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Monarda, Asclepias, and a Bombus

Monarda didyma, Asclepias tuberosa, and Bombus impatiens

Monarda didyma, Asclepias tuberosa, and Bombus impatiens

Along our back fence, the garden has really gotten out of control. With the work we’ve been doing on our mom’s houses, we haven’t really had time to give it half the attention it needs and deserves. Consequently, it’s got goldenrod, poke weed, and thistles growing in abundance. Three of our planted perennials are doing quite well, however, including the bee balm (Monarda didyma, also known as Oswego tea or bergamot) and the butterfly weed (Asclepias tuberosa) shown here. The other, not yet in bloom, is obedient plant (Physostegia virginiana). All three are native to the area and extremely tough. The bees love them and I followed this common eastern bumble bee (Bombus impatiens) for a while as he moved from flower to flower.

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Eastern Bumblebee (Bombus impatiens)

Eastern Bumblebee (<em>Bombus impatiens</em>)

Eastern Bumblebee (Bombus impatiens)

The gooseneck loosestrife (Lysimachia clethroides) is in bloom and that generally means I have an opportunity to photograph common eastern bumblebees (Bombus impatiens) like this one. I don’t recommend planting loosestrife unless you really enjoy digging up plants where they appear throughout your garden. It can easily get ahead of you. We sometimes joke about planting two aggressive plants in a container and waiting to see which comes out on top. This has got to be a contender. It does have nice flowers, though, and its attractiveness to bees speaks well of it. Nevertheless, if I could get rid of all we had, I wouldn’t think twice about it.

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Carpenter Bee on Stonecrop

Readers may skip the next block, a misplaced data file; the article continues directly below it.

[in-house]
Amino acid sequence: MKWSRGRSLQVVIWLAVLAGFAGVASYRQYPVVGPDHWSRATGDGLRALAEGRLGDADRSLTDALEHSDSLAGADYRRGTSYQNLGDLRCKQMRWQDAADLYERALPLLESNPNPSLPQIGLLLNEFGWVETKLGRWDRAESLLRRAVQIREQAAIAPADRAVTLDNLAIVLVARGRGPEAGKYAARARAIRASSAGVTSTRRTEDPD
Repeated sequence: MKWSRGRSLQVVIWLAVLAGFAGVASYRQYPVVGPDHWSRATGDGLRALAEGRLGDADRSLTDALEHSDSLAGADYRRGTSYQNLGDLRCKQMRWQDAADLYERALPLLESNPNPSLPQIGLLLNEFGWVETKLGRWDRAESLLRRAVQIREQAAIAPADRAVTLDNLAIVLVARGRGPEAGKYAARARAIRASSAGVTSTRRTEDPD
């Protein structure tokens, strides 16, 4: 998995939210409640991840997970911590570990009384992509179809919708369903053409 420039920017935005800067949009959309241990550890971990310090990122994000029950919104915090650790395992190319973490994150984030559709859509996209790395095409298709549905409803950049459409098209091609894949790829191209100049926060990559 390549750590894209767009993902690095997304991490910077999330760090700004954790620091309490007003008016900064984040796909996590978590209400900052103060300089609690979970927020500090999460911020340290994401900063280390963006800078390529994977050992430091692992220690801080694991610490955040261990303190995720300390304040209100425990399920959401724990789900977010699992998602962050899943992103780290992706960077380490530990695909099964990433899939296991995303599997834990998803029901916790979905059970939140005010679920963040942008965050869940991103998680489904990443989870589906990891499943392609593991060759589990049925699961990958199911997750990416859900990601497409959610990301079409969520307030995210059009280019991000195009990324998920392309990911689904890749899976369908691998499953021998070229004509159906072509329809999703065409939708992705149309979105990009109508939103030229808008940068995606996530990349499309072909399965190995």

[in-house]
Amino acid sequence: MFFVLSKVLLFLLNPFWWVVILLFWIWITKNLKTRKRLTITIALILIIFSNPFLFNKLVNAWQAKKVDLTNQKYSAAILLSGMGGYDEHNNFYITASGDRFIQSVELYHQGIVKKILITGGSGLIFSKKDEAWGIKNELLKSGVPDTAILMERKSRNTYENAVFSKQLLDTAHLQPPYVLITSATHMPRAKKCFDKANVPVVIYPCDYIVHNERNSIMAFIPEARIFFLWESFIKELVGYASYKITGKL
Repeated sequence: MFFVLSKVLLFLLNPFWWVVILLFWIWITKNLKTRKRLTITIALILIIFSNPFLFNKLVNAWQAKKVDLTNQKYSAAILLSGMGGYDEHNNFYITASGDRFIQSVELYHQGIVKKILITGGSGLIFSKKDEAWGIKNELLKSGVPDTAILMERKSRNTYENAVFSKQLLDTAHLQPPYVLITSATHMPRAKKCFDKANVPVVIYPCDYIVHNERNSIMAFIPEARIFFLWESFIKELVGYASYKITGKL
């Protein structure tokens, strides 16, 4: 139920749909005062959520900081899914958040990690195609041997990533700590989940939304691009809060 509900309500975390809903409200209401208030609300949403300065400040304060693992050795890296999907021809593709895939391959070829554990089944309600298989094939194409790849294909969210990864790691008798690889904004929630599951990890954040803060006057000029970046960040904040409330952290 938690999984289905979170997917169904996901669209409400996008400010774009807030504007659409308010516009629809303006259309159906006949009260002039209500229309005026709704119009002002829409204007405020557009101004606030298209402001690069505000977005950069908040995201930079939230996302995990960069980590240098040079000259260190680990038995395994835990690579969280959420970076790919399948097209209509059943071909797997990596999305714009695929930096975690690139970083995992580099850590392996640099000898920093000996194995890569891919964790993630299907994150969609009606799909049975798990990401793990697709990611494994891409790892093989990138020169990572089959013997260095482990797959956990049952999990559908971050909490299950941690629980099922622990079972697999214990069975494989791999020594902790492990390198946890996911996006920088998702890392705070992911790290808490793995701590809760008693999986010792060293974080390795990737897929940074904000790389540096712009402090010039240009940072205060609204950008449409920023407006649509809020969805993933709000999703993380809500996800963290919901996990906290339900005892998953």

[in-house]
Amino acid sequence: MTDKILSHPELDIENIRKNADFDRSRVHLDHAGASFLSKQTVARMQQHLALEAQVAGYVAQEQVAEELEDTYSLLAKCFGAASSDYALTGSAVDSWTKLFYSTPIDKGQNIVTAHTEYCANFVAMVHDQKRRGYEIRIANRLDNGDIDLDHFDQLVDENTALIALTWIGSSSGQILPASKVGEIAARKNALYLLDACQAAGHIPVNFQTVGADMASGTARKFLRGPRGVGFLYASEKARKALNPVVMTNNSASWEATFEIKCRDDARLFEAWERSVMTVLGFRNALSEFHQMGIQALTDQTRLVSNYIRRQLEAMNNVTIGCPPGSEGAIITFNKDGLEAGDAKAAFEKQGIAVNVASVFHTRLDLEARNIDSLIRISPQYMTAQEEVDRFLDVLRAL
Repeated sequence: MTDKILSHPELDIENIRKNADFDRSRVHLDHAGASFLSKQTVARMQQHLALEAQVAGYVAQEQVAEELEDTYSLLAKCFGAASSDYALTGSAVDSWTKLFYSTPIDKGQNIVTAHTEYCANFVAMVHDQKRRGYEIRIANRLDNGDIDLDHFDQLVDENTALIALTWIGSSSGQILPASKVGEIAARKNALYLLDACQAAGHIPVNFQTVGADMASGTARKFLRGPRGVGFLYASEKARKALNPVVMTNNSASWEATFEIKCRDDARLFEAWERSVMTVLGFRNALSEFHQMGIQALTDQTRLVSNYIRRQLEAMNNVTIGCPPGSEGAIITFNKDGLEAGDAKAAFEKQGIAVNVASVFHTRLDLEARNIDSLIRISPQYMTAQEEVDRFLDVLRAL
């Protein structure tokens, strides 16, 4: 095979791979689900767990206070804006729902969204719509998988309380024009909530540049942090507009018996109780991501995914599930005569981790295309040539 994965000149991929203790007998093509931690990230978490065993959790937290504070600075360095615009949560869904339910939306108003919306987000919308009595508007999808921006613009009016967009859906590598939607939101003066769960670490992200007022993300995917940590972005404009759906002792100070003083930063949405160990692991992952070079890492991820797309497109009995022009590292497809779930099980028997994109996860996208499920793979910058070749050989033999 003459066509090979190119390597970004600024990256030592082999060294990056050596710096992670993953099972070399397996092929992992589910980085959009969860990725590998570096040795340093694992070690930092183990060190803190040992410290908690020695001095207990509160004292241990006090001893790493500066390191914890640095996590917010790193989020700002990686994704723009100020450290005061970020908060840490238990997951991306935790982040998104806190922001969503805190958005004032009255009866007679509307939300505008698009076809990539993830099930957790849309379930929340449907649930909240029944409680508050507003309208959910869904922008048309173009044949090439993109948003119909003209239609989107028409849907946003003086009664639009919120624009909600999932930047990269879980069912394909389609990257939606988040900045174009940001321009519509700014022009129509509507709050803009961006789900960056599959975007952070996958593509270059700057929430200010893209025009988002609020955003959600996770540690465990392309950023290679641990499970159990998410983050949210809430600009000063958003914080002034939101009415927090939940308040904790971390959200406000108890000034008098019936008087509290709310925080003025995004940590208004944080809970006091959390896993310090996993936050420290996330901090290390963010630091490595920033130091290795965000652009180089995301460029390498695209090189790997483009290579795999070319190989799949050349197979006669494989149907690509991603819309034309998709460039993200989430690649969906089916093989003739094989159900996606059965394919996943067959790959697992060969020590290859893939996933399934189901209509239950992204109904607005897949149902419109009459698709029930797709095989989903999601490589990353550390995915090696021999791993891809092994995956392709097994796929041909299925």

Carpenter Bee on Stonecrop

Carpenter Bee on Stonecrop

I decided to take some pictures of plants on the driveway this evening. One that I got pictures of is an elephant ear, otherwise known as taro and more precisely called Colocasia esculenta. After that I started taking some pictures of the pale pink flowers on an autumn flowering stonecrop, probably ‘Autumn Joy’, also known as ‘Herbstfreude’. Although these are often referred to as sedum, they have been reclassified as a Hylotelephium species. As I was taking the pictures, this eastern carpenter bee (Xylocopa virginica) came and gave me another point of interest.

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Bee on Asclepias

Bee on Asclepias

Bee on Asclepias

I haven’t had a chance to look up this bee and I’m not sure this picture is good enough for a positive identification, in any case. There are a lot of little bees that look somewhat like this. This is the best of the pictures I got and it is still not very sharp. It’s a pretty little bee and I’m happy with the picture overall, though. I love the bright orange of the butterfly weed (Asclepias tuberosa). It generally makes a nice contrast to the dark colors of bees. I didn’t take a lot of pictures today, though, so there were not a lot to choose from.